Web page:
Roaming Bedevils Wi-Fi Value-Add ServicesBy Carol Ellison | Posted 2003-12-05 Email Print
WEBINAR: Live Date: September 27th, 2017 @ 1:00 p.m. ET / 10:00 a.m. PT
Take Advantage of Cloud Backup to Kick-Start Your Disaster Recovery REGISTER >
Service providers must come together on roaming agreements to create a future for value-add Wi-Fi hotspot services, experts agree.
San Jose, CA--The future of value-add services in the Wi-Fi space can be summed up in one word: Roaming.
Without roaming agreements to simplify the billing and log-on procedures that now complicate the use of Wi-Fi hotspots, user adoption cannot achieve the kind of critical mass needed to make Wi-Fi value-added services truly profitable.
That was the message sent by key players attending the Wi-Fi Planet conference here this week. The conference features a series of panels to identify partnering and value-add opportunities in the Wi-Fi publlic access (better know as hotspot) space. Across the board, participants agreed that opportunites in the United States were stalled behind the roaming issue. Until universal roaming agreements are in place, most agreed, only the most technically attuned mobile professionals would make serious use of hotspots.
Ken Helleburst, vice president of marketing for Cometa Networks, the wholesale wireless carrier founded by AT&T, Intel and IBM, said that "Intel's enormous Centrino push" may soon change the US scenario. Intel has begun a program to certify Wi-Fi hotspots that interoperate with Centrino-based devices and has invested heavily in a campaign to make American users more Centrino-savvy.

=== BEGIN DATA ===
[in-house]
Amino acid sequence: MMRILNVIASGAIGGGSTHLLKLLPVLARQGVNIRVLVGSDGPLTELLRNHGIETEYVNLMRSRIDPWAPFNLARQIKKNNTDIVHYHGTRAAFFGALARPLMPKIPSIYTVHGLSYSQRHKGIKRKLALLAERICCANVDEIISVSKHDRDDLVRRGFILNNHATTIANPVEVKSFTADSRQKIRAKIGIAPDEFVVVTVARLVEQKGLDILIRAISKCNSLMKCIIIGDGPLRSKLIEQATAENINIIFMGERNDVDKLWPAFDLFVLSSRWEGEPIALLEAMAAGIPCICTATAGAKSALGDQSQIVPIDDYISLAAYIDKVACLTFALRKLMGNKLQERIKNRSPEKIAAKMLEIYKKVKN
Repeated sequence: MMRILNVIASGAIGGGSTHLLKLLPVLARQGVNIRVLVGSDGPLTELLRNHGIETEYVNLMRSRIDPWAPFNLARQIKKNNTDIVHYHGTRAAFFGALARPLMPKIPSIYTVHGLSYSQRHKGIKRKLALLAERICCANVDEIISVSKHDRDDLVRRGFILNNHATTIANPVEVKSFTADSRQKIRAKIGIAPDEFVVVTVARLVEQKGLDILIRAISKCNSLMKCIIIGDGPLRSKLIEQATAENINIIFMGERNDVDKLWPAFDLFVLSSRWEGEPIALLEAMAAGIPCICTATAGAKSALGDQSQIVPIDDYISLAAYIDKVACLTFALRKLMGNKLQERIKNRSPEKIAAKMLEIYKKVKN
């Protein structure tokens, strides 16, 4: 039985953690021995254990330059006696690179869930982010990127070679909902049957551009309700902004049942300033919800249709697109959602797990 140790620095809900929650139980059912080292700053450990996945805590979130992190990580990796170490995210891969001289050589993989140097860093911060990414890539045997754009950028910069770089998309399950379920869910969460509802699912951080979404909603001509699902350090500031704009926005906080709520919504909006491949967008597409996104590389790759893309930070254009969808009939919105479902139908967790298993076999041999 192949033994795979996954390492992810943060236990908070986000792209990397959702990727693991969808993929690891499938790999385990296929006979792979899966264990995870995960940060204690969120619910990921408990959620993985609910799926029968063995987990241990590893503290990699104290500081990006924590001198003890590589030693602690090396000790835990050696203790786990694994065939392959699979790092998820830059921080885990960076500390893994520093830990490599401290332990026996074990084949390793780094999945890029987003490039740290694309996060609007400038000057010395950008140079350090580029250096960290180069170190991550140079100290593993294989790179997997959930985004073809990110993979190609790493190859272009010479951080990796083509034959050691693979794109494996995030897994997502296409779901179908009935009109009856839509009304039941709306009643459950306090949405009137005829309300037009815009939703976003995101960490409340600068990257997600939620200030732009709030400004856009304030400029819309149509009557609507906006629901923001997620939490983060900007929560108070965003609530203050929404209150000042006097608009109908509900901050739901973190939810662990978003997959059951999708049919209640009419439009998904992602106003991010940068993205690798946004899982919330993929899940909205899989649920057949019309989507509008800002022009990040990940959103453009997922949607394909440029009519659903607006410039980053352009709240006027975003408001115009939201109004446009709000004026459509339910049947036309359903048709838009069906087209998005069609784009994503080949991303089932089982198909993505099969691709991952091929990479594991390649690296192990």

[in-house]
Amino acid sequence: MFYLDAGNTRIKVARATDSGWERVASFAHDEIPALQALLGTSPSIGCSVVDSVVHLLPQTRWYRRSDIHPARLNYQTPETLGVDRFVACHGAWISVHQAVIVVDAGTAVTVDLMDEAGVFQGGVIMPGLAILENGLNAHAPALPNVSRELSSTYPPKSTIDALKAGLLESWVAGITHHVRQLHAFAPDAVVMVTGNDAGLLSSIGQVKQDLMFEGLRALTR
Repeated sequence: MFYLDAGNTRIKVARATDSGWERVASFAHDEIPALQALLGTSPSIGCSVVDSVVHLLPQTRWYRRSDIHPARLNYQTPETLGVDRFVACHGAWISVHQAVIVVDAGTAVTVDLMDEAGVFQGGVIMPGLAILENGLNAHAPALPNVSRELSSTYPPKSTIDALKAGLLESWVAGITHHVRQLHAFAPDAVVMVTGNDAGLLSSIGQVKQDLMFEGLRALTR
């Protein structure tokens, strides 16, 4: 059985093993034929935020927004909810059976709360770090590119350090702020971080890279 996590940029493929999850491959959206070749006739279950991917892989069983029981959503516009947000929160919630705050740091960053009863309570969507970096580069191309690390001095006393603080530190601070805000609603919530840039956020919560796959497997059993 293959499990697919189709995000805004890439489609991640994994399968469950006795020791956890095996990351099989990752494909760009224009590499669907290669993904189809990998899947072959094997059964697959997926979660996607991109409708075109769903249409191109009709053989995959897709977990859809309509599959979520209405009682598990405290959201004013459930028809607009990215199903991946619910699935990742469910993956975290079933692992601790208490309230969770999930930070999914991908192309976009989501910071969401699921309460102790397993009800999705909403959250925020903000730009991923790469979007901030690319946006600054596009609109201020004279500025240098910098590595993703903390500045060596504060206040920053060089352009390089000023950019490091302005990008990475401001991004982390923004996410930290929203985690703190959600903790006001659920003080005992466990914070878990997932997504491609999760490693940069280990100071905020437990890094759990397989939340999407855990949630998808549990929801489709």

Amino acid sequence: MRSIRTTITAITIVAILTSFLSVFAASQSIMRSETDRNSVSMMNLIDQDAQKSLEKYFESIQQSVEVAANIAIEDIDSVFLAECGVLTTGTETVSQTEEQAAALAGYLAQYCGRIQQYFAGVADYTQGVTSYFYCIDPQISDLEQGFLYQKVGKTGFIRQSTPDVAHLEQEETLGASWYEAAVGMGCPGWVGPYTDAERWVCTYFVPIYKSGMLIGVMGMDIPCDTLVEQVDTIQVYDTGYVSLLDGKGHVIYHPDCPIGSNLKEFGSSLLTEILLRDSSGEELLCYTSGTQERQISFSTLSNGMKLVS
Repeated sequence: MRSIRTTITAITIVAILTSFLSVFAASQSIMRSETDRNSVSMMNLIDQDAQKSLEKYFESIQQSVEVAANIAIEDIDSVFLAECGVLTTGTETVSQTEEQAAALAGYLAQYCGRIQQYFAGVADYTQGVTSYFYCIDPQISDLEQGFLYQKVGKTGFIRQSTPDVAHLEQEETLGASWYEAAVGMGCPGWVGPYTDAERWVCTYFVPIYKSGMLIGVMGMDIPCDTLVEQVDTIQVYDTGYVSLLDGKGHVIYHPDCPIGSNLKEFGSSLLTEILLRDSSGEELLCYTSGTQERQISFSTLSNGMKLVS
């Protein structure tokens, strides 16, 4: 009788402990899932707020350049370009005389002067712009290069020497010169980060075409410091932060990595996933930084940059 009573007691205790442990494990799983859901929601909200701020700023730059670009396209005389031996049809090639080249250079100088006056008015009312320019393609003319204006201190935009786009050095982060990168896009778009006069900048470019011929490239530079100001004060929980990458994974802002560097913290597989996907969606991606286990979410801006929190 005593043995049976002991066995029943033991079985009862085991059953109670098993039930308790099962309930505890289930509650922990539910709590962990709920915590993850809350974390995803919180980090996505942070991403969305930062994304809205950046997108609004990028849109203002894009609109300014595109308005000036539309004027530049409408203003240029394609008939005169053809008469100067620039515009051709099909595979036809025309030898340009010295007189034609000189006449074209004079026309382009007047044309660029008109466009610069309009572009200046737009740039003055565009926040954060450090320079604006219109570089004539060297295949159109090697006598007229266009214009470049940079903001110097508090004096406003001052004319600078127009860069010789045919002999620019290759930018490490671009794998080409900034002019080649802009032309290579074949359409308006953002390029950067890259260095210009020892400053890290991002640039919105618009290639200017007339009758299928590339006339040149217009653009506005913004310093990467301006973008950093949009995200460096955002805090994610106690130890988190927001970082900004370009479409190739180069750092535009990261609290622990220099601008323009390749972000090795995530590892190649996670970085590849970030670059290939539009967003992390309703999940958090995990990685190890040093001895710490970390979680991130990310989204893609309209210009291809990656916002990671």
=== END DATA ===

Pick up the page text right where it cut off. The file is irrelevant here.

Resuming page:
Moves to facilitate roaming, however, were underway even before Intel's "push."
Aggregators of Wi-Fi services, including organizations such as Boingo and iPass, work as clearing houses among wireless service providers to support single-bill roaming. They have been instrumental in forging relationships with multiple competing wireless service providers to offer consumers a single plan through which they can access the Internet through the participating providers' networks.
"There are a lot of aggregators that are helping in this," said Joel Short, CTO and senior vice-president of Nomadix, a manufacturer of intelligent gateways that enable service providers to deploy revenue-generating services using their current infrastructure.
Standardizing business models and business relationships, said Short, who also serves as co-chair of the public access committee for the Wi-Fi Alliance, should also help facilitate roaming relationships.
Some niche players have already begun marketing value-added Wi-Fi services. Chief among them is Zinio, which supplies the reader formatted much like a print magazine.